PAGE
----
Sierra Leone Telegraph: 1 February 2015
As efforts to find a cure for the Ebola virus gather momentum, Yemisi Akinbola for Africa Renewal caught up with Dr Bernadette Murgue (Photo), the Deputy Director of the French Institute of Microbiology and Infectious Diseases.
They discussed issues surrounding Ebola treatment. This is an excerpt from those discussions.
Africa Renewal: Prior to the 2014 Ebola virus outbreak, what research had been done into finding a vaccine for the disease?
Dr Murgue: There is a vaccine by GlaxoSmithKline (GSK) in collaboration with the National Institutes of Health (NIH) that is currently in phase one trials. It has been under evaluation in pre-clinical trials for safety and tolerability. It is being tried on a small number of healthy people.
Why the limited doses then?
There are two vaccines. The one by GSK and they have at least 10,000-20,000 doses. The other one is a collaboration between Canada and America. The most advanced is the GSK one and they have quite a lot of doses at the moment.
The vaccine is to prevent, not to treat the disease and was to be given to the people that are the most exposed.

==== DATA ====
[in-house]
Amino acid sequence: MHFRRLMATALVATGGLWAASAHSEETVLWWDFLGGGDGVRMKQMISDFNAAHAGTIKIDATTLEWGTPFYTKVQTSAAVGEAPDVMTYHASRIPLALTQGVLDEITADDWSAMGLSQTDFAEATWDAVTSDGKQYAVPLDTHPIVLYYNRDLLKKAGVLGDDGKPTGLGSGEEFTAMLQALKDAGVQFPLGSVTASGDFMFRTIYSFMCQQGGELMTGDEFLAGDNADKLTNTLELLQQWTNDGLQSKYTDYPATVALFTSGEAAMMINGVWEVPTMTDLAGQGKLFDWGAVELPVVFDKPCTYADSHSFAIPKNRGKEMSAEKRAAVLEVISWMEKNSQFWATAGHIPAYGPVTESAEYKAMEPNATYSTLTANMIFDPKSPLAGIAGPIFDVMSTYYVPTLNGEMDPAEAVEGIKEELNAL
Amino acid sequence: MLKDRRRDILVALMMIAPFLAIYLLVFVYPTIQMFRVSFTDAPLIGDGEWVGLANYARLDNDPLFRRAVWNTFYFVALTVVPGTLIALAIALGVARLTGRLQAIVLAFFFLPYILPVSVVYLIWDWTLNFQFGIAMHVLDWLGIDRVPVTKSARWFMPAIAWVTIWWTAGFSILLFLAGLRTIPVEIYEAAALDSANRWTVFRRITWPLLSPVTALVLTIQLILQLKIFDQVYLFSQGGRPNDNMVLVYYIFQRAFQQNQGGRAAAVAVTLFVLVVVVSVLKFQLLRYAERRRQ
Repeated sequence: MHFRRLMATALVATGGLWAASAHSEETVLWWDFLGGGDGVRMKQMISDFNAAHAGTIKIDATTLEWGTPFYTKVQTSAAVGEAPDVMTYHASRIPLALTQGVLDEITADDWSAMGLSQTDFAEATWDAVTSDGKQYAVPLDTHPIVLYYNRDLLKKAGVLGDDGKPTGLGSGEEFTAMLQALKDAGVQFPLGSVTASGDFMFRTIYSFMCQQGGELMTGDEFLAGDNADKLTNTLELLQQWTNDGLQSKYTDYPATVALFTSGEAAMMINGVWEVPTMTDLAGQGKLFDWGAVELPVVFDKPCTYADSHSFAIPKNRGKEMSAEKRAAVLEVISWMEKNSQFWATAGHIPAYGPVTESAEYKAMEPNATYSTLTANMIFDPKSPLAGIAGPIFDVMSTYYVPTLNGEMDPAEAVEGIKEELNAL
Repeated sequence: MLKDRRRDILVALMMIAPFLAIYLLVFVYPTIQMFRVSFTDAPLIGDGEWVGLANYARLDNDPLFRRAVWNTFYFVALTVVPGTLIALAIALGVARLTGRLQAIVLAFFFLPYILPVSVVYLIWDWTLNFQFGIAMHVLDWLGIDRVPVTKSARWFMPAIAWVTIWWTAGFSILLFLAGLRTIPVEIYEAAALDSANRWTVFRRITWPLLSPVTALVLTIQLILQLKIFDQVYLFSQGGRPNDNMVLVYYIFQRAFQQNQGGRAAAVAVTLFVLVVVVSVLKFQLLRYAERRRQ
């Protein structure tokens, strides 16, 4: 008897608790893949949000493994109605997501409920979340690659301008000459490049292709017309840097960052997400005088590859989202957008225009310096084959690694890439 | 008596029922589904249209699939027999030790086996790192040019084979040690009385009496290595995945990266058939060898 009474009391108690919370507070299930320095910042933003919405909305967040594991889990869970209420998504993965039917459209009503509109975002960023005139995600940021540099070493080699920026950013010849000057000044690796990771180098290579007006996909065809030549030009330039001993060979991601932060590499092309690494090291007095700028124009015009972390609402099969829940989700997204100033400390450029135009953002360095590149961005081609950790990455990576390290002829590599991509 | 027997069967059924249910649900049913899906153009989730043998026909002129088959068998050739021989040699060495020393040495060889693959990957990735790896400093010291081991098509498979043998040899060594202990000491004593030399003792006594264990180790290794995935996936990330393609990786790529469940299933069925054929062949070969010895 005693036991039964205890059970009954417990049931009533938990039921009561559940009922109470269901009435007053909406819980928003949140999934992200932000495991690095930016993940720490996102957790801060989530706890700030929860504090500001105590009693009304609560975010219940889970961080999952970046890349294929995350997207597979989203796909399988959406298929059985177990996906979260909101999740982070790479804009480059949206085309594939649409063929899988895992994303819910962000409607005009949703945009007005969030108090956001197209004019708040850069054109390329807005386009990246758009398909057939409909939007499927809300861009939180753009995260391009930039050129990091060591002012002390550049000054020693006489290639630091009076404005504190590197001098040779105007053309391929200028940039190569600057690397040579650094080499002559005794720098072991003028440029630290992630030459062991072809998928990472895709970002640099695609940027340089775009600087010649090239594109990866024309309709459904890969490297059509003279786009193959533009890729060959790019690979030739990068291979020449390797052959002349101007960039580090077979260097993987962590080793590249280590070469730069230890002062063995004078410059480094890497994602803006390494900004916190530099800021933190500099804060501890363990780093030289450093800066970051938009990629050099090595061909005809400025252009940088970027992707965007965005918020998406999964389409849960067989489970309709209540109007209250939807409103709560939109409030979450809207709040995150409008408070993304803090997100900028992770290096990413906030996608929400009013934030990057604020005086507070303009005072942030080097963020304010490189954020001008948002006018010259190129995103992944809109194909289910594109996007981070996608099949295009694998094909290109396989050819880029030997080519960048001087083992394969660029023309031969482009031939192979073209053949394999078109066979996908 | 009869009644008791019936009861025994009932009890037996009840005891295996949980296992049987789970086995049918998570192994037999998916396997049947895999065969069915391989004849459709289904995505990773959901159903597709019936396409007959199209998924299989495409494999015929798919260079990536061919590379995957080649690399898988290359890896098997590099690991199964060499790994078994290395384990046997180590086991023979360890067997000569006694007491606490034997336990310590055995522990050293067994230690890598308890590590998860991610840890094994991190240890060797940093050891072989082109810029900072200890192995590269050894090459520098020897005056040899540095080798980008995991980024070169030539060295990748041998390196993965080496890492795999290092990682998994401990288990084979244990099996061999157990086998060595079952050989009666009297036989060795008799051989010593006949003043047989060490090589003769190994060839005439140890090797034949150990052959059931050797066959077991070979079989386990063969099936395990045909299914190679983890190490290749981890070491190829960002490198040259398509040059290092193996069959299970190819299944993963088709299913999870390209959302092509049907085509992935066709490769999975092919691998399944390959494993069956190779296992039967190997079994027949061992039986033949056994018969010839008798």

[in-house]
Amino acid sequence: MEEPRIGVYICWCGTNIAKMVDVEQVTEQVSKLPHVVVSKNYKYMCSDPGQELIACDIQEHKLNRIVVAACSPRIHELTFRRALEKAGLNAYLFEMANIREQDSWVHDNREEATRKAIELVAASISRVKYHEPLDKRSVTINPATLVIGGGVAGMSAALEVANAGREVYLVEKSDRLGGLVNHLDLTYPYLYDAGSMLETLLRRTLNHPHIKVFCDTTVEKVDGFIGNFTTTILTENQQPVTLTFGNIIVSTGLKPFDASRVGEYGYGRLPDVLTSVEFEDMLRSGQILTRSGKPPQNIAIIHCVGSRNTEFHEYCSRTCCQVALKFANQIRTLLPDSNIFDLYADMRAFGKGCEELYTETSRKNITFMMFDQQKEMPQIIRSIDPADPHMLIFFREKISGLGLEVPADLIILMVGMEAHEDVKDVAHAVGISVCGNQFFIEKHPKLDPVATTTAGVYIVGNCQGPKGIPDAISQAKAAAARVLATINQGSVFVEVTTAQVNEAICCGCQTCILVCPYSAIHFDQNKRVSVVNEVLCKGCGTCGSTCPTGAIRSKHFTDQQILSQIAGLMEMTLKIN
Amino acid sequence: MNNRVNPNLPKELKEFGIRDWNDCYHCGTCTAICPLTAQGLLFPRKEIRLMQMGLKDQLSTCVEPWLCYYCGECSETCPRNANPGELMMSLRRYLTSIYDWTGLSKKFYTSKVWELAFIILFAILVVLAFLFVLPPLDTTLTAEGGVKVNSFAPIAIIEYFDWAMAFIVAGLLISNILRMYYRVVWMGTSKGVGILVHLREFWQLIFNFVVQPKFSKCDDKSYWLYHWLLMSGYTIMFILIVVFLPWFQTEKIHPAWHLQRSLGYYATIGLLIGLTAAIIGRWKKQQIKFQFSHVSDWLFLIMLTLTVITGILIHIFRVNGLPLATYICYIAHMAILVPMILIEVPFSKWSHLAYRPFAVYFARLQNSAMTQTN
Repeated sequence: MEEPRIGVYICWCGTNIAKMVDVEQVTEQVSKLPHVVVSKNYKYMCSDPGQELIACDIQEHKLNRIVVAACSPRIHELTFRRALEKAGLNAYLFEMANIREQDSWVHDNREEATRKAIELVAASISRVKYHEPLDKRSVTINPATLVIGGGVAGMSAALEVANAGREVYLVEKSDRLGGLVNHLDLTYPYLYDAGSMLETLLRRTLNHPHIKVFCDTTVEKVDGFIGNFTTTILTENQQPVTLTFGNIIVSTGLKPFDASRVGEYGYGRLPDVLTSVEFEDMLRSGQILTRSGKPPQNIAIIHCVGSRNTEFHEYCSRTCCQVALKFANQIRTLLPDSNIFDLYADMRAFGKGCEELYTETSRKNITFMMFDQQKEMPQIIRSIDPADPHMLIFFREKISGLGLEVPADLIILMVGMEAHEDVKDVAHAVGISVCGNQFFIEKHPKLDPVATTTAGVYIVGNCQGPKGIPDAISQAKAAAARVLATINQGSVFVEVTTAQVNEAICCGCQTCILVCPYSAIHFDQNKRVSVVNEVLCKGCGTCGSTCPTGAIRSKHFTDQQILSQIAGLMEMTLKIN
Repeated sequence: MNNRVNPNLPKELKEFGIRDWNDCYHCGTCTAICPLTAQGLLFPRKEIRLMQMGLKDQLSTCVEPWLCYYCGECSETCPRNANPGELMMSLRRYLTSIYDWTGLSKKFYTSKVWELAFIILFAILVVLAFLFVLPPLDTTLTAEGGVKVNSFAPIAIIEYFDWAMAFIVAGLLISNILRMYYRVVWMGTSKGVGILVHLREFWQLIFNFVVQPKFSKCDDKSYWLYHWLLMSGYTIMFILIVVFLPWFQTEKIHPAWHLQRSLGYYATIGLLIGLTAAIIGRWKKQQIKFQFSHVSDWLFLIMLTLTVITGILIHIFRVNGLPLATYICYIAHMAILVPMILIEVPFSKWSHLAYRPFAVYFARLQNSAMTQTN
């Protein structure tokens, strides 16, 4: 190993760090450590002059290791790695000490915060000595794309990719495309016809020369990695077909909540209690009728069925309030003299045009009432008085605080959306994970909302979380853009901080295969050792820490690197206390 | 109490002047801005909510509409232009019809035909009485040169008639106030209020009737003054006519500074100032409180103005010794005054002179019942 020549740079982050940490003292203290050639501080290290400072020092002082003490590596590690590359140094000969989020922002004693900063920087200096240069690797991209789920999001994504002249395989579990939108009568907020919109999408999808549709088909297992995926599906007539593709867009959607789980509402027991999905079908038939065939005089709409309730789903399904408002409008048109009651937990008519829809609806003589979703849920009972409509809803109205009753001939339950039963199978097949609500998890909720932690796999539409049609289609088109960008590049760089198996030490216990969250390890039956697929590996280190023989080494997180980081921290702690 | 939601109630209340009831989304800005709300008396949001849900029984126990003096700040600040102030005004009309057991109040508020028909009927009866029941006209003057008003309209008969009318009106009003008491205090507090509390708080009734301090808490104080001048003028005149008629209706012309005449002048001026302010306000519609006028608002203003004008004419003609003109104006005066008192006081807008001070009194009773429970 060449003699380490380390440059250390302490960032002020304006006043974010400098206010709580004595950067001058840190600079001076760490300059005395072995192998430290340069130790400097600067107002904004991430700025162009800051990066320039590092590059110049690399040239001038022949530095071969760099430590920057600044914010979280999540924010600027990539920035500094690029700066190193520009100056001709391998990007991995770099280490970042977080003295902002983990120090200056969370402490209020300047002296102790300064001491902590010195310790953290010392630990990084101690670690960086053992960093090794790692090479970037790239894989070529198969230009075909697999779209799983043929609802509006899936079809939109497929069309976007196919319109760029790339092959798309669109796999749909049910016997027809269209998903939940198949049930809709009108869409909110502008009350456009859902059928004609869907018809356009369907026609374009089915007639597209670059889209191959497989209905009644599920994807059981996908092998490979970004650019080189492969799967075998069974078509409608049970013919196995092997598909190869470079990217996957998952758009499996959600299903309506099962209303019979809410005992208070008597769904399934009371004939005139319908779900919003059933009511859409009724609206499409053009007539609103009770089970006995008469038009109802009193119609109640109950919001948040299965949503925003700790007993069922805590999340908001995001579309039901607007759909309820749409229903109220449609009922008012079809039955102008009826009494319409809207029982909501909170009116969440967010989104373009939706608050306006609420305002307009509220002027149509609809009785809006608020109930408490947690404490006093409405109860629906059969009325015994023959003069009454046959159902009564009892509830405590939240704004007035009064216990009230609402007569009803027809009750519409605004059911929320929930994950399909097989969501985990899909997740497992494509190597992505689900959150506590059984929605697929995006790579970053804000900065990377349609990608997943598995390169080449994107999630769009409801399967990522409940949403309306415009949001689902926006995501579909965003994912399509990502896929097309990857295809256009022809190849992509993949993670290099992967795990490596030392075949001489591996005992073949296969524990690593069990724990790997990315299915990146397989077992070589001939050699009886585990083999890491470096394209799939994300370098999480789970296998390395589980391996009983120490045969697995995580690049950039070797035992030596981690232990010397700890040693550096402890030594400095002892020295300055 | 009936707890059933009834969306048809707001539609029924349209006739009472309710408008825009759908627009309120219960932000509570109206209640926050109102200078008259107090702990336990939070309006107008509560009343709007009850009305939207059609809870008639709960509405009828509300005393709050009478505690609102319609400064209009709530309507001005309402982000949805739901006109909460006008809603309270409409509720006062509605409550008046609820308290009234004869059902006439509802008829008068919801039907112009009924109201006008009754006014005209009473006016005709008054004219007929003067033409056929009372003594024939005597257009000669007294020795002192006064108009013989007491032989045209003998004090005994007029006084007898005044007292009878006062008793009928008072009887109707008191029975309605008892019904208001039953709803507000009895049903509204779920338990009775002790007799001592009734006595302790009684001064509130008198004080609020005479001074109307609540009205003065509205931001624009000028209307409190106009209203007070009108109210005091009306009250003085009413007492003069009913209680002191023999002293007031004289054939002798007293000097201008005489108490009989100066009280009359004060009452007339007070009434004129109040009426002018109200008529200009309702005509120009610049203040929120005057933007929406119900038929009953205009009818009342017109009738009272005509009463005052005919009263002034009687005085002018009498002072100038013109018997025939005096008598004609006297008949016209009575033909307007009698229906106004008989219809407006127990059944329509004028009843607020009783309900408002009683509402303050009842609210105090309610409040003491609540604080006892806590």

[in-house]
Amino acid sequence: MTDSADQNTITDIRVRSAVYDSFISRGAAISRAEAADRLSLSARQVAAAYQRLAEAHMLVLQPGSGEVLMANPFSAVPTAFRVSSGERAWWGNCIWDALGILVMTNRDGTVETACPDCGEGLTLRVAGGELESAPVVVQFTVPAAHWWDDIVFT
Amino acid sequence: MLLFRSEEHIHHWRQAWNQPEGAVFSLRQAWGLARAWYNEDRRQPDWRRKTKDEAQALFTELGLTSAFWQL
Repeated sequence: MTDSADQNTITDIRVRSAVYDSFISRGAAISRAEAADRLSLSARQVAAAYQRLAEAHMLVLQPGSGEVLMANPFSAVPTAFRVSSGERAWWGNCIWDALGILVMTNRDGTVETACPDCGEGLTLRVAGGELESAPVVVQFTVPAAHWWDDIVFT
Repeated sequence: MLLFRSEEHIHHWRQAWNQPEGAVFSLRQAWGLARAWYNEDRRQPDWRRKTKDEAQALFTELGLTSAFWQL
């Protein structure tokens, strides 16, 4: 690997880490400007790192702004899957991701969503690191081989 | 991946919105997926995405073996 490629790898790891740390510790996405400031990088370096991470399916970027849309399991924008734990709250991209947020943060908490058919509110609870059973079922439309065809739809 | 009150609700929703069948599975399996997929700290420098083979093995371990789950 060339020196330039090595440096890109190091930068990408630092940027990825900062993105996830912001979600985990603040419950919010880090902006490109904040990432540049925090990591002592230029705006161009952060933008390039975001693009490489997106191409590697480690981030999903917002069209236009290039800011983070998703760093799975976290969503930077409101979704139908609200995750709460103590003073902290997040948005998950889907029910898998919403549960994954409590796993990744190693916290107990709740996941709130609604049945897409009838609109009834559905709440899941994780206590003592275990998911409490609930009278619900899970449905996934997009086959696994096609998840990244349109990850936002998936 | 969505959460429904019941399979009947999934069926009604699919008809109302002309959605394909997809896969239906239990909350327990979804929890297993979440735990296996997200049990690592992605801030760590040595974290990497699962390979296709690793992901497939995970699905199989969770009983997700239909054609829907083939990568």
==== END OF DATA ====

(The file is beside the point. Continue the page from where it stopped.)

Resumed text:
How about those that are infected?
Those infected need to be cared for. We require infrastructure, personnel and hospital equipment. If the infected can get care when they arrive at the Ebola centres as early as possible, the chances of survival increase.
Is ZMapp currently being used widely on the ground?
First of all, ZMapp is not a vaccine, it is a therapeutic. Many times it has been called a vaccine, but it’s not, it is a treatment. It has been given to patients, mostly patients from Northern countries and also to health care workers in Liberia.
Are there any organisations in Africa working on vaccines for Ebola?
It would be good if it were possible to do that. It’s very expensive to develop a vaccine. But in the future, once a candidate has been identified, then why not advocate for a company in Africa to produce a vaccine?
Is there anything else you would like to add?
There’s one main point here, treatment of Ebola at the onset and standard care is key for the patient. That is why we need infrastructure, logistics, human resources, health care workers and all of us to fight this disease.
Do you think the world in general and Africa in particular have responded appropriately and on time?
We know the countries that are affected by Ebola are already in a difficult situation, especially their healthcare systems. Nobody expected Ebola to be such a catastrophic epidemic. It started in a remote area which is not very densely populated and it took a bit of time for experts to realise that it was something different and very frightening.
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